@model tracker.Models.View.ReadingList.ReadingListDetailsModel

MySql.Data Reference

I previously wrote a post about configuring MySQL for use with a Microsoft MVC application.  I noticed after publishing that my application could not connect to the database and returned the following exception:

System.ArgumentException: The ADO.NET provider with invariant name ‘MySql.Data.MySqlClient’ is either not registered in the machine or application config file, or could not be loaded. See the inner exception for details. —> System.ArgumentException: Unable to find the requested .Net Framework Data Provider. It may not be installed.

In order to solve this I had to do two things:

  1. In the Solution Explore under ‘References’ set Copy Local to true for the MySql.data reference
  2. Add the database provider configuration to your Web.config as seen below, with your particular version
<system.data>
  <DbProviderFactories>
    <add name="MySQL Data Provider" 
         invariant="MySql.Data.MySqlClient" 
         description=".Net Framework Data Provider for MySQL"  
         type="MySql.Data.MySqlClient.MySqlClientFactory, MySql.Data, Version=6.4.4.0, Culture=neutral, PublicKeyToken=c5687fc88969c44d" />
  </DbProviderFactories>
</system.data>

The reason for #2 is that I am trying to run my code on a machine where the provider is not installed, so I have to specify the provider in my configuration file and then installation adds it to the machine.config registering the provider on the remote server.

Tracker Database Design

Tracker Database v.1

What is an application without some sort of storage mechanism behind the scenes?  Above represents my database design which I am going to go into more details about.

At the heart of the database is the User table which stores user information and associates a reading list, measurement, or golf round with a corresponding user such that users can only see their data when logged in.  This also makes it easy to track additional information by adding the corresponding tables which will then get associated with a user if I choose to expand the application at a later time.  The other tables which stores, what I will call public data, is visible to all users to avoid duplication of data.  This includes golf course information (Golf Course, Address, Region and Course Par Information tables) and book information (Author, Book, and what authors are associated with which book). The measurement and course par info tables each have a ‘special’ column.  The measurement table contains a column called Type which takes a number from 1-4.  Since this never changes the application can handle the numbers, rather than creating an additional static look-up table in the database.  The number representation is as follows:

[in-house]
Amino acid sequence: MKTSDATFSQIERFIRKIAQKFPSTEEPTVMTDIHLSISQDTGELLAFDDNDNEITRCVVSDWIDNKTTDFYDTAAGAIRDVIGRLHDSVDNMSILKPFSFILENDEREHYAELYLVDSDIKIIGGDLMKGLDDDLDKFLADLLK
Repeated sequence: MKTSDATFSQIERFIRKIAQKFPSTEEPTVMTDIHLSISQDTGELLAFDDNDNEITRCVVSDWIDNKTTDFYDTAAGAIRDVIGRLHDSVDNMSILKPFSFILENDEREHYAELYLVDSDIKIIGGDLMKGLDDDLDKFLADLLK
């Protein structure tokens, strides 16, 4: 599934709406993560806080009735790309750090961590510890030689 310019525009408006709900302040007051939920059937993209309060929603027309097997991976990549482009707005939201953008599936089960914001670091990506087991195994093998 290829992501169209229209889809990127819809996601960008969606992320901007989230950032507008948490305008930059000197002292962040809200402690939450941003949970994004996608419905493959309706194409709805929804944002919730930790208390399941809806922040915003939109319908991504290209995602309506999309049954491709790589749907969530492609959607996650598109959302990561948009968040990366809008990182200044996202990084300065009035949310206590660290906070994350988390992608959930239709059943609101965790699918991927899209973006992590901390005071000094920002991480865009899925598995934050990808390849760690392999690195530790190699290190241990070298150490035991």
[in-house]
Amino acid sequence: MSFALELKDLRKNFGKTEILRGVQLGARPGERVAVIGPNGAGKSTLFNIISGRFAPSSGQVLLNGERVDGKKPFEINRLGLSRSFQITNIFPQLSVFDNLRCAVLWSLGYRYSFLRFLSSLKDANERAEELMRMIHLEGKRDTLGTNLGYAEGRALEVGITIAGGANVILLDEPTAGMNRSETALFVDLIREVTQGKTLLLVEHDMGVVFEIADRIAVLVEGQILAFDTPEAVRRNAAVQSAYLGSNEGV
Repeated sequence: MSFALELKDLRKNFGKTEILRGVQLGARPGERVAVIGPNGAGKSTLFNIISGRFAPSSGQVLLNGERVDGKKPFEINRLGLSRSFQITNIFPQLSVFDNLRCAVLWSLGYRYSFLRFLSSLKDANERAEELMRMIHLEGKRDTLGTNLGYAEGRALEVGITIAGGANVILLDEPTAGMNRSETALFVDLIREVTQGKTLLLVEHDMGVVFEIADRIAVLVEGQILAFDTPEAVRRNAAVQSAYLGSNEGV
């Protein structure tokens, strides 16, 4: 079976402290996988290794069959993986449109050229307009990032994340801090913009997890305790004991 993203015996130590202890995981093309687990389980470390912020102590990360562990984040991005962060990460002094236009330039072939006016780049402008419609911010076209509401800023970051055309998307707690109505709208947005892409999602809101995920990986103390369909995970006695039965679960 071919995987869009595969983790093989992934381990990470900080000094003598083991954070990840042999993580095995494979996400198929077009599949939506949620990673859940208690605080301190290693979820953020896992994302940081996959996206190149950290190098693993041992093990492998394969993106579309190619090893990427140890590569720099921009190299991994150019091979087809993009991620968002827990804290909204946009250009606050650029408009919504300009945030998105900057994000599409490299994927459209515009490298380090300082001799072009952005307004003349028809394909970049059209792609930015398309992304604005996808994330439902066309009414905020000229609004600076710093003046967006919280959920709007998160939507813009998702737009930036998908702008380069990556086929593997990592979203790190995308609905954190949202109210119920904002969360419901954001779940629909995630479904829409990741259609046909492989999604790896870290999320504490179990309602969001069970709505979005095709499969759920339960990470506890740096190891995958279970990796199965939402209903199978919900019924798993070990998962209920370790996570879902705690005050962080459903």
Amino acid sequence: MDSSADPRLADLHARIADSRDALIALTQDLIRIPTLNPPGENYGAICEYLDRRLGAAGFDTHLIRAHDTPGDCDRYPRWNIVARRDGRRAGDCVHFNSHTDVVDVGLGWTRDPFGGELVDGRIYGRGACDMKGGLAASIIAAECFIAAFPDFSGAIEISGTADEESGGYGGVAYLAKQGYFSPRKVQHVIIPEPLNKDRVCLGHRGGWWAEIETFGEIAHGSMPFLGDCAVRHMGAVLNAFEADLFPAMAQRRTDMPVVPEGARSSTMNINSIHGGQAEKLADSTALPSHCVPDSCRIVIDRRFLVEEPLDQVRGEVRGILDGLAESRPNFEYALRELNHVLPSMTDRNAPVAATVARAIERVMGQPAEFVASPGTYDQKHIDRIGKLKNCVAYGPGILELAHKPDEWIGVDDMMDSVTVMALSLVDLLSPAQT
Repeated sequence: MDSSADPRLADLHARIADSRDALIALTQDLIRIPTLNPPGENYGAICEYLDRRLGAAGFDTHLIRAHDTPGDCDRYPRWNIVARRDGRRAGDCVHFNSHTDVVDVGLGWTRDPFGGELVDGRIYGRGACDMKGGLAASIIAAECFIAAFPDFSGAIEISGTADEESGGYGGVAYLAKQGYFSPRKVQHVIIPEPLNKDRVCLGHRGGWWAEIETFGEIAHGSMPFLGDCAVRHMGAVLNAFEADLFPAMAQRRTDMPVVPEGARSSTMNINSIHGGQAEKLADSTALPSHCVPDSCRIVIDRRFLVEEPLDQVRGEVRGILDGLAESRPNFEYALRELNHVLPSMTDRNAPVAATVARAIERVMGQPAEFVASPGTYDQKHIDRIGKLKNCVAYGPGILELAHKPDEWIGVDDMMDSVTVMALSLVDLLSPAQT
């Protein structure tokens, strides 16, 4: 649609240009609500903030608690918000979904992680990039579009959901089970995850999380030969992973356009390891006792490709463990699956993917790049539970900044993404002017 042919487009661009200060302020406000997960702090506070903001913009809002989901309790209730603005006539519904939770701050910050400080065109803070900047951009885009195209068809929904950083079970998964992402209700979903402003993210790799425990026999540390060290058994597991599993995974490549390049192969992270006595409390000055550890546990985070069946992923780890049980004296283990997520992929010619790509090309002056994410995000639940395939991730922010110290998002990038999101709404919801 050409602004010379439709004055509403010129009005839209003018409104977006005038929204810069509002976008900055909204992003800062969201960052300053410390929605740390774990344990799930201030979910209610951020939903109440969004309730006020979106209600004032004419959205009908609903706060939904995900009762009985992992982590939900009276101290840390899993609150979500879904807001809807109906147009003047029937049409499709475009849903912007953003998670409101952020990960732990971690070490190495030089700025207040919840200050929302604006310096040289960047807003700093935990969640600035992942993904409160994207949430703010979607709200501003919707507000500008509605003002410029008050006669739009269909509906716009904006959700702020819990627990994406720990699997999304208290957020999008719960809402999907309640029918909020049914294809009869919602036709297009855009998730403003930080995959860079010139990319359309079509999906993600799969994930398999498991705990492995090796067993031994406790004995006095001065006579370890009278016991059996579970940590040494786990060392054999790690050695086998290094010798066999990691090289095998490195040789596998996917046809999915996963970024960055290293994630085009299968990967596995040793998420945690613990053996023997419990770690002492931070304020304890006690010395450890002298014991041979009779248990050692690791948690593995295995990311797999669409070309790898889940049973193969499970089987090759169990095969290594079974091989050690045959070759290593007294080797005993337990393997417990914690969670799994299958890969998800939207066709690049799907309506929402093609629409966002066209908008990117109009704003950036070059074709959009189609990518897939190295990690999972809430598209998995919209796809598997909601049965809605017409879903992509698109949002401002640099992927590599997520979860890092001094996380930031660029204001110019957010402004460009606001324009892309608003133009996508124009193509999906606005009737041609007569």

1. Weight
  2. Neck
  3. Waist
  4. Hips

The course par information table contains a column called IsCNine to accommodate courses that have more than 18 holes with a format of: (Course Color)*( )(Front|Back).  Where there can be 0 or more colors   Examples of this would be:

  • White Front
  • Blue Front
  • Blue Back
  • Front
  • Back

This format allow for courses which provide 27 holes of golf as they typically have a white, blue, and red course, each with 9 wholes.  I’d imagine both would also have a front and back nine.  I have never played at a 27 whole golf course but I try to develop for future (or potential) possibilities.

I’ll explain the user profile dynamic content and dashboards text boxes in the diagram in my next post about the dynamic content and dashboards I plan to provide in my application.

Why Develop a Tracker Web Application?

Ahh, it is so nice to have completed my Masters and be able to focus on some personal projects I have been pondering.  The first was this website and the second is a tracker application.  I have been using an Excel spreadsheet I store on Google Drive for tracking various things, which does work pretty well for just maintaining one long list of, for instance, the novels I have read and the novels I’d like to read.  When it comes to tracking items with more complex items like rounds of golf played and at which course they were played dealing with the relationships becomes a little more cumbersome though I could also implement this in a spreadsheet; however, I thought this would be a great opportunity to learn more about web applications.

The technologies I will be using to develop my web app are C#.NET, Entity Framework, and MVC for the main framework of the application.  I will also be utilizing CSS to style my application forms and views when necessary.  I am going to attempt utilizing a MySQL back-end, since my web host provides more storage for MySQL databases, which requires additional configuration from utilizing MS SQL when using Microsoft technologies.

Security is an important aspect of any application making it necessary to implement a login system for my web app.  The login form will be the first page a user sees when accessing the site.  The web app will test, when access to other pages are attempted, if a valid user is logged in prior to granting access to any other page and redirect to the login page for unauthorized users.

Once the basic create, read, update, and delete (CRUD) functionality is implemented I am going to generate various dashboards for the users to provide statistics and further information at a glance based on database records relevant to the user.  This will include elements like what was the last novel you read (and completion date) and the number of novels you read over a specified time frame.  Related to golfing this would include calculating your overall golf handicap, average score for 9 and 18 whole games, and a further drill down to information per course will also be available.  I’m thinking at least 5 rounds will have to be played for a handicap to be calculated for a given category and averages will always show as only courses you have played will be presented as options.  I may also show the number of different courses you have played and a map of where they are located.  Additional technologies I plan to use in accomplishing these tasks are Google Charts (Google Visualization API) and Google Maps API.